God Varuna - Brief description about God of Rain - THE HINDU PORTAL - Spiritual heritage Rituals and Practices

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Wednesday, January 22, 2014

God Varuna - Brief description about God of Rain

God Varuna
God Varuna is one of the supreme deities of the cosmos from the Vedic times and considered responsible for bringing rain, for movement of sun in the sky. Lord Varuna is called as omnipotent and omniscient. He is lord of all water bodies and one of the most prominent deva in Rigveda. In Hindu mythology, Varuna continued to be considered the god of all forms of the water element, particularly the oceans.


According to Hindu mythology, Lord Varuna is the son of sage Kashyapa. He is one of the twelve gods acknowledged as Adityas because of their origin from Aditi. Aditi is the mother of gods. He is among one of the oldest Vedic deities. He is embodiment of the sky and associated with clouds, water, rivers, and ocean. In addition to that he is considered to be the sustainer of live by providing rain and crops. He is also considered the lord of dead like lord Yamaraja and could confer immortality if he so chose.


Lord Varuna is depicted as riding in a chariot drawn by seven swans and holding the lotus, noose, conch and a vessel of gems, with an umbrella held over his head. In some temples he is depicted as riding on a crocodile. He is the sustainer of live by providing rain and crops. In the Indian Puranas, Lord Varuna has thousand eyes and oversees the whole world and Hindus worship him in different forms. 

Varuna 'the one who econompasses the whole world,' is one of the oldest Vedic deities. May be he is the personification of the sky; but he is also associated with clouds and water, rivers and ocean. He is sometimes clubbed with Mitra and praised (Mitravaruna).

Varuna is the king of the universe and lives in the highest world. His knowledge and power are unlimited. He has thousand eyes and oversees the whole world. Hence he is the lord of the moral law. He punishes those who transgress this law but forgives them out of compassion if they repent and pray. By activating Vayu, the lord of the wind, he sustains life by giving rain and crops.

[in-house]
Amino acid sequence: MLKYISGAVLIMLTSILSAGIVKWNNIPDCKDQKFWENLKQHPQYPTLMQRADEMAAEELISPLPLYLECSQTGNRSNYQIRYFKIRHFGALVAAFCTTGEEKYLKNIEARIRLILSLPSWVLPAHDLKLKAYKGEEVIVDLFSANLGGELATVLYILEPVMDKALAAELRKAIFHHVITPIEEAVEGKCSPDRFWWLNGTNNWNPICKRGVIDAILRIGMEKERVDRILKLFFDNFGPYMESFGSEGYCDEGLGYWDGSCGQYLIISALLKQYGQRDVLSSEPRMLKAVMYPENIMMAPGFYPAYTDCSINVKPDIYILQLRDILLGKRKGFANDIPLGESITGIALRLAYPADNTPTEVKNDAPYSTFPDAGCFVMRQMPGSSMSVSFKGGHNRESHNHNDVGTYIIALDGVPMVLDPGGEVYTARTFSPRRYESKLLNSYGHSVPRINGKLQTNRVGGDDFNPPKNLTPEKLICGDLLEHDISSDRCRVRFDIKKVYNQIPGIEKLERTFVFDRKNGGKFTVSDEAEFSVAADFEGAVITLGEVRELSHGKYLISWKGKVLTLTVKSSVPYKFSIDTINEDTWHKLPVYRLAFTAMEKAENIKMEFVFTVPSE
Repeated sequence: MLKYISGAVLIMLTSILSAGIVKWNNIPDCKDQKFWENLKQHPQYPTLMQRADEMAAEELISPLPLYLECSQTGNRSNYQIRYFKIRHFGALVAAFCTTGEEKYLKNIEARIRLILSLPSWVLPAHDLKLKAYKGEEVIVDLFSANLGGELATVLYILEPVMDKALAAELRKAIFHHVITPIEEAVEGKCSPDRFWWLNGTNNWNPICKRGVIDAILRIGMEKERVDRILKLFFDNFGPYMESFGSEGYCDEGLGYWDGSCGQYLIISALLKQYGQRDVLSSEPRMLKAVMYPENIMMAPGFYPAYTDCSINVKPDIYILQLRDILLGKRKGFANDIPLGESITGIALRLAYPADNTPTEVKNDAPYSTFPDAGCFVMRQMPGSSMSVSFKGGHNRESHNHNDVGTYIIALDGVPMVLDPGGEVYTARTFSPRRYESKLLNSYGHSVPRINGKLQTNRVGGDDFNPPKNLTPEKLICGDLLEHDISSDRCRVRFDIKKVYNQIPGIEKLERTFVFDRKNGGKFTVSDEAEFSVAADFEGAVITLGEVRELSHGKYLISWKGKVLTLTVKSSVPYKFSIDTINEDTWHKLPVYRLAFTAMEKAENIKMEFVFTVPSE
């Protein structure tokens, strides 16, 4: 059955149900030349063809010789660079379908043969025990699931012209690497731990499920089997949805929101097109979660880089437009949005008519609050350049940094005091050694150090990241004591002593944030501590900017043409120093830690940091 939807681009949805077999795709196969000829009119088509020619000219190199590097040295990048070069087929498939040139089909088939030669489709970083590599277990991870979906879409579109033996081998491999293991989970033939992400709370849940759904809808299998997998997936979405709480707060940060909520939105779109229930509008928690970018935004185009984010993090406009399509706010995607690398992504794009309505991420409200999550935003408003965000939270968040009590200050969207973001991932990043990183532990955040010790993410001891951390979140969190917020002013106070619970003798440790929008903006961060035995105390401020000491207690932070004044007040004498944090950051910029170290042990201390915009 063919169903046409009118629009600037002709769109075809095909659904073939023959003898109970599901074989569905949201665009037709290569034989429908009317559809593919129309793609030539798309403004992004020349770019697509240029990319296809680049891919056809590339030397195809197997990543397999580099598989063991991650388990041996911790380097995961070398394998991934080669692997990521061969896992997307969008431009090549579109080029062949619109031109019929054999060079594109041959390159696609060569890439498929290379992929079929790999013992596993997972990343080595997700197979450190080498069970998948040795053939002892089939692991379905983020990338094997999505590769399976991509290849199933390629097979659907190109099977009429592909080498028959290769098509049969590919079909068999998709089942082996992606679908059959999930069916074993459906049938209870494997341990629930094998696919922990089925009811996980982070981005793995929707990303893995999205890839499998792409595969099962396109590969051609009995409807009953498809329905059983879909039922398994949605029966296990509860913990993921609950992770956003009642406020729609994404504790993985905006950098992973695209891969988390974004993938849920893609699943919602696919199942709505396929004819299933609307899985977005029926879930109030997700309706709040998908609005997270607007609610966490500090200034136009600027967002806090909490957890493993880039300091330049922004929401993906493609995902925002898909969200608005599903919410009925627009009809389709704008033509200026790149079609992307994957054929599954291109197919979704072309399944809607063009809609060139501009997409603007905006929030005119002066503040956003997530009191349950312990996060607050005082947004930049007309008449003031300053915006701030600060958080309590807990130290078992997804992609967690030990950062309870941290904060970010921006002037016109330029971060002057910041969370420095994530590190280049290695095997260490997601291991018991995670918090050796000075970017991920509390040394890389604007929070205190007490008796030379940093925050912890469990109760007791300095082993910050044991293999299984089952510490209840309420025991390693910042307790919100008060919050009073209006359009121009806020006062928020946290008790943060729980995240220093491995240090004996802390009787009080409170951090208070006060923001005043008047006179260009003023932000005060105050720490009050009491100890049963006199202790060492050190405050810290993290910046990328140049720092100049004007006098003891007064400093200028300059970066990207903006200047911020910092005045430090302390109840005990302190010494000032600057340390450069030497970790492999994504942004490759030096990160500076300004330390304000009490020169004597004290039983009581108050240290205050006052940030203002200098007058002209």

Though Varuna was the chief deity in the beginning, he seems to have yielded his place later on to Indra and Prajapati.

In the subsequent mythological literature Varuna is described as the presiding deity of the western quarter and as the lord of oceans, water and aquatic animals. In some of the temples he is depicted as riding on a crocodile. In two of his four arms he holds the serpent and the noose (pasa). Sometimes he is pictured as riding in a chariot drawn by seven swans and holding the lotus, the noose, the conch and a vessel of gems in the four hands. There is an umbrella over his head. 

Vasus: Vasus are a class of deities, eight in number, chiefly known as attendants of Indra. The word Vasu is derived from 'vas' ('to dwell,' 'to cause to dwell,' 'to shine') and hence Vasus are deities representing all spheres of extension or space, and height. They were perhaps personifications of nature and natural phenomena.


The eight Vasus are: Dhara (the earth), Anala (the fire), Ap (the waters), Anila, (the wind),. Dhruva (the polestar), Soma (the moon), Prabhasa (the dawn) and Pratyusa, (the light).

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